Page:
Featured Teacher: Ryan Casey

Our Featured Teacher series introduces world language educators from across the country. Today we are excited to feature Ryan Casey, who teaches Spanish in Lexington, MA, and he is also a former Latin teacher. According to colleagues and students who nominated him, Ryan is a teacher who never stops learning and exploring. Read our Q&A with him below. Do you know a world language educator you would like to see featured on this blog? We’d love to hear from you!

Wayside Publishing: What language do you teach? Do you speak any other languages?
Ryan Casey: I teach Spanish, although I taught Latin during my first year. I teach grades 9-12 at Lexington High School, my alma mater, in Lexington, MA. I am in my fifth year of teaching.

WP: How did you become a language teacher?
RC: I always knew I wanted to teach. My AP Spanish teacher used to call me a “future Spanish teacher of America.” In fact, I did some substitute teaching for a former Latin teacher of mine while I was still in college! After graduating from NYU, I returned home and started as a long-term sub and then a part-time teacher at my high school. My colleagues really supported me becoming a member of the department.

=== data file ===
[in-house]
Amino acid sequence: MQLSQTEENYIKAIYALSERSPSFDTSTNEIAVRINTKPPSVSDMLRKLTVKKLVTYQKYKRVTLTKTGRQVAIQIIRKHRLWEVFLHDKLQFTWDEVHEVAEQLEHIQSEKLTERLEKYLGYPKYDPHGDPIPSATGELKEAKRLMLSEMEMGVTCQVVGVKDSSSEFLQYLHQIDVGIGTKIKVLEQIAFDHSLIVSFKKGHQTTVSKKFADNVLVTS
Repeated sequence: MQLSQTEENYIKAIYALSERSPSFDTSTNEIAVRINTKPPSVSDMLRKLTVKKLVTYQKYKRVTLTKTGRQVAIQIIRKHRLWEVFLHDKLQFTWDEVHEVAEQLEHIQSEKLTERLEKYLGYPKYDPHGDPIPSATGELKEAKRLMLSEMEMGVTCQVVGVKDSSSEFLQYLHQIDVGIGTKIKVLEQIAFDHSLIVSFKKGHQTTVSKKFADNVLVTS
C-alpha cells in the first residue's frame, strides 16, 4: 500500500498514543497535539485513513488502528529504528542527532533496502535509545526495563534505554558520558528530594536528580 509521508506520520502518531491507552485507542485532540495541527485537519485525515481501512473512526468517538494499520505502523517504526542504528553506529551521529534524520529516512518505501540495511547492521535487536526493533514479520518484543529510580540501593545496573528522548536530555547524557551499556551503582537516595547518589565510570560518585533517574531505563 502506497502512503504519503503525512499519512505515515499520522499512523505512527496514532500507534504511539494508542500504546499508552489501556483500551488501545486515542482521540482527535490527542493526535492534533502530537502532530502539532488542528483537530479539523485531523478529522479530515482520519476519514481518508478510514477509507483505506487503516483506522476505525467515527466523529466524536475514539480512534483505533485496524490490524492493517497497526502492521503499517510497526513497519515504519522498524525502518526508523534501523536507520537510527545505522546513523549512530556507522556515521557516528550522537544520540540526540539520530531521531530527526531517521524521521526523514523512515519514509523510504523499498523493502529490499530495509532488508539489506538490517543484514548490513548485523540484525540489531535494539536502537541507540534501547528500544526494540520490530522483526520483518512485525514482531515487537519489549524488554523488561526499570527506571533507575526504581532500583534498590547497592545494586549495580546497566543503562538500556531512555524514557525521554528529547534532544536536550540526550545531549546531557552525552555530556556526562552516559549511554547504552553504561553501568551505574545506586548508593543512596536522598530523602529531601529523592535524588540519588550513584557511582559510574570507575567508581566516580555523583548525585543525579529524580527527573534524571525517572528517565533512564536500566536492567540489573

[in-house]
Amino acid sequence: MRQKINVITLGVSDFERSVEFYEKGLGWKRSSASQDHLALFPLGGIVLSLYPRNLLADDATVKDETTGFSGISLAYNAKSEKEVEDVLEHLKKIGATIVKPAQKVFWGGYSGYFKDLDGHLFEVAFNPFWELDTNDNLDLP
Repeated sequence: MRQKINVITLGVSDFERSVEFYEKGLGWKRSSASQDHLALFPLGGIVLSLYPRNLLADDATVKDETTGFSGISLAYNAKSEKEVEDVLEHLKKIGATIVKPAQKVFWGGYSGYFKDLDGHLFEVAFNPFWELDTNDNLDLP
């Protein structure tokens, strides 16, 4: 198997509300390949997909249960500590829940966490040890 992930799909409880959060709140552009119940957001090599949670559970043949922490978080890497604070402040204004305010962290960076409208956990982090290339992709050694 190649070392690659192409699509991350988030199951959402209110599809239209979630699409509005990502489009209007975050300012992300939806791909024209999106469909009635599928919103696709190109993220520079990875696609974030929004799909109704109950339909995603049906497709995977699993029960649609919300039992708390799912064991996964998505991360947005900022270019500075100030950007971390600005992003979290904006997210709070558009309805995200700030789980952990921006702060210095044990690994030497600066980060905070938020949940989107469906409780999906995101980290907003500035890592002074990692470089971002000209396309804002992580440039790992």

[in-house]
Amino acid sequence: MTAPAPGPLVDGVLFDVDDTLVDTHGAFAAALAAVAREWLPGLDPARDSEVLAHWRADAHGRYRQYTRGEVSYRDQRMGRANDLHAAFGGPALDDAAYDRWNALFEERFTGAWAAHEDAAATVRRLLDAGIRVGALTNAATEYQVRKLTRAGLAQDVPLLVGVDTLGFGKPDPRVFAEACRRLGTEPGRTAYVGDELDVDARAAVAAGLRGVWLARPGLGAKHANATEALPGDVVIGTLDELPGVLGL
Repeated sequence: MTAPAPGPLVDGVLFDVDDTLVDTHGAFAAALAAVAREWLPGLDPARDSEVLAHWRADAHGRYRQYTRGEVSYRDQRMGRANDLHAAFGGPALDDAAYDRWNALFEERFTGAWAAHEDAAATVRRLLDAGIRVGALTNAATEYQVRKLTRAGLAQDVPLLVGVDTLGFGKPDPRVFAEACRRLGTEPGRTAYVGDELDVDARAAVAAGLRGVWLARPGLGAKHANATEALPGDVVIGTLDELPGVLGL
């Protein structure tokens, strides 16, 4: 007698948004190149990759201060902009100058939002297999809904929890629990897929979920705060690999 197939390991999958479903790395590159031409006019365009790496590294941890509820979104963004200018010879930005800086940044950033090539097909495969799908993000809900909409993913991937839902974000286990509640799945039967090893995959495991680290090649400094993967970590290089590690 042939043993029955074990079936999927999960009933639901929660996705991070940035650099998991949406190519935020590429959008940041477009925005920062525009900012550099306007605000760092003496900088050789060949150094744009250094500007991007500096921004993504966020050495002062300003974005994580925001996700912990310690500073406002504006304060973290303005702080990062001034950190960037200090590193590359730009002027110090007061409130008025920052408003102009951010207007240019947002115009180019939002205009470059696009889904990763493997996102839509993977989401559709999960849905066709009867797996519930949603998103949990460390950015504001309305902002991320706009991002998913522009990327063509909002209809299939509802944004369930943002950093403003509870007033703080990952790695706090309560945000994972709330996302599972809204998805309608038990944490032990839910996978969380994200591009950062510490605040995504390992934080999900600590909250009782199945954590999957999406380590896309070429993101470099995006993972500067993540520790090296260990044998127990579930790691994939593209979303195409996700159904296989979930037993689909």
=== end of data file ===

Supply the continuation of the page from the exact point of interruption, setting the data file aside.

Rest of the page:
WP: How did you come to learn the language that you teach?
RC: I benefitted from an elementary world language program when I was a kid. After discovering an aptitude for Spanish, I continued for the rest of my academic career and continue to be a lifelong learner, including regular travel to study in Spain.

WP: What is your approach to teaching a foreign language?
RC: I strive to create a communicative-based classroom that maximizes the time we have together to actively use the language and engage in lots of discussions and interpersonal activities about Spanish-speaking cultures. Part of my background is in journalism, and I had a mentor who said that what she loved about her job was that it was always something different every day. I try to achieve that same feeling for both myself and my students.

WP: What is the best and the most challenging part of teaching a foreign language?
RC: I think the best part is when students are excited to tell me about an experience they had when they encountered the language out in the world somewhere—especially when they were thrilled to realize that they understood it. Even hearing that my students have a playlist of Spanish music or have been watching a Spanish Netflix series makes me happy. One of the challenges right now is getting other people—colleagues in other departments, parents, administrators, other members of society—to understand what effective language teachers do nowadays. Our classrooms look very different from the ones of the past. Many people don’t even realize that we speak almost exclusively in the target language during class.

It would be great to see more understanding of what happens in today’s language classes.

WP: Why do you think it’s important for students to learn a second language?